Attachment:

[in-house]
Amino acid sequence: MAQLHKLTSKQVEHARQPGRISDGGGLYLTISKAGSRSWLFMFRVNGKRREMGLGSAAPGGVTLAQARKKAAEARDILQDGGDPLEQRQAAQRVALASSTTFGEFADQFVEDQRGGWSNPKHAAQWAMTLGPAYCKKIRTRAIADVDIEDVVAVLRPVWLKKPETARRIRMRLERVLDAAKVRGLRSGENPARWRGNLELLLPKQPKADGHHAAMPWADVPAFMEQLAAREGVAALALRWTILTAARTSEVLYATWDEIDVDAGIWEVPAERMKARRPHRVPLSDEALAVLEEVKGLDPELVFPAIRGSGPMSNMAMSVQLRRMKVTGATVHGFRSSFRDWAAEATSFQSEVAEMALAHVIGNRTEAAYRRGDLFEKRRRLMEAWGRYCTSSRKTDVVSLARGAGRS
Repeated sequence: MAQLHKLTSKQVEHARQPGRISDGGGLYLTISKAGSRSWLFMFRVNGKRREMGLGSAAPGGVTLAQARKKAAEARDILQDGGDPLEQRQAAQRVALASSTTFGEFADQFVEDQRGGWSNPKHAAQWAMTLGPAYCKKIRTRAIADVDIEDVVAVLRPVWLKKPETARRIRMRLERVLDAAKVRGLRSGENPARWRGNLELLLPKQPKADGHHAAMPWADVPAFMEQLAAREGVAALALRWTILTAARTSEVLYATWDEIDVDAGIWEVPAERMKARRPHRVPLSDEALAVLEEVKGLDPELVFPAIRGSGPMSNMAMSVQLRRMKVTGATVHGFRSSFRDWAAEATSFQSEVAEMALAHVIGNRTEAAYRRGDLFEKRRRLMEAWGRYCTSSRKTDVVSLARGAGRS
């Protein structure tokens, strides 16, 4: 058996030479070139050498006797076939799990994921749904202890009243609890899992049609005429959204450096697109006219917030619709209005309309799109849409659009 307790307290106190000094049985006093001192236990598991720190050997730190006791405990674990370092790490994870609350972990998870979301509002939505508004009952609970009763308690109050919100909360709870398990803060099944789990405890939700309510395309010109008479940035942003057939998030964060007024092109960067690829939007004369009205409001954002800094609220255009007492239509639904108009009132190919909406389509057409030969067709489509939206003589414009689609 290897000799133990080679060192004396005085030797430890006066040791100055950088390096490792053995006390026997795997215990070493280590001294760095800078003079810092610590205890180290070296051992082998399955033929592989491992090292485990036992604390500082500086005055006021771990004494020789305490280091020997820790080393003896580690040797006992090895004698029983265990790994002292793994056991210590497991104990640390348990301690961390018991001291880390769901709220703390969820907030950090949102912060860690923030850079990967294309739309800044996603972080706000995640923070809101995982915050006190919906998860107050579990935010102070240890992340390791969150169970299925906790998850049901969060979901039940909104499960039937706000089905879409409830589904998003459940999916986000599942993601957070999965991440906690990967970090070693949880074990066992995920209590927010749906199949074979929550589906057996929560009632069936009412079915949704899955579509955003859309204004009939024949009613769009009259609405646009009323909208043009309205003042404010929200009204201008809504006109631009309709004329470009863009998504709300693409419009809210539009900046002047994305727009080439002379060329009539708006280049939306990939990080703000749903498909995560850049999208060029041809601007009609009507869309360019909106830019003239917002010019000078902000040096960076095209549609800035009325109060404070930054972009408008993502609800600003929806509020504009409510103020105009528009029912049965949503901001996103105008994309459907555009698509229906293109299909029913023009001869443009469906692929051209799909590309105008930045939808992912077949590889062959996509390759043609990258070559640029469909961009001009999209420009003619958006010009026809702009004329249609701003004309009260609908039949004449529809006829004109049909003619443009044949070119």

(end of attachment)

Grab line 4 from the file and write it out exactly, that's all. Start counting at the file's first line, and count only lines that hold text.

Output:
């Protein structure tokens, strides 16, 4: 058996030479070139050498006797076939799990994921749904202890009243609890899992049609005429959204450096697109006219917030619709209005309309799109849409659009 307790307290106190000094049985006093001192236990598991720190050997730190006791405990674990370092790490994870609350972990998870979301509002939505508004009952609970009763308690109050919100909360709870398990803060099944789990405890939700309510395309010109008479940035942003057939998030964060007024092109960067690829939007004369009205409001954002800094609220255009007492239509639904108009009132190919909406389509057409030969067709489509939206003589414009689609 290897000799133990080679060192004396005085030797430890006066040791100055950088390096490792053995006390026997795997215990070493280590001294760095800078003079810092610590205890180290070296051992082998399955033929592989491992090292485990036992604390500082500086005055006021771990004494020789305490280091020997820790080393003896580690040797006992090895004698029983265990790994002292793994056991210590497991104990640390348990301690961390018991001291880390769901709220703390969820907030950090949102912060860690923030850079990967294309739309800044996603972080706000995640923070809101995982915050006190919906998860107050579990935010102070240890992340390791969150169970299925906790998850049901969060979901039940909104499960039937706000089905879409409830589904998003459940999916986000599942993601957070999965991440906690990967970090070693949880074990066992995920209590927010749906199949074979929550589906057996929560009632069936009412079915949704899955579509955003859309204004009939024949009613769009009259609405646009009323909208043009309205003042404010929200009204201008809504006109631009309709004329470009863009998504709300693409419009809210539009900046002047994305727009080439002379060329009539708006280049939306990939990080703000749903498909995560850049999208060029041809601007009609009507869309360019909106830019003239917002010019000078902000040096960076095209549609800035009325109060404070930054972009408008993502609800600003929806509020504009409510103020105009528009029912049965949503901001996103105008994309459907555009698509229906293109299909029913023009001869443009469906692929051209799909590309105008930045939808992912077949590889062959996509390759043609990258070559640029469909961009001009999209420009003619958006010009026809702009004329249609701003004309009260609908039949004449529809006829004109049909003619443009044949070119």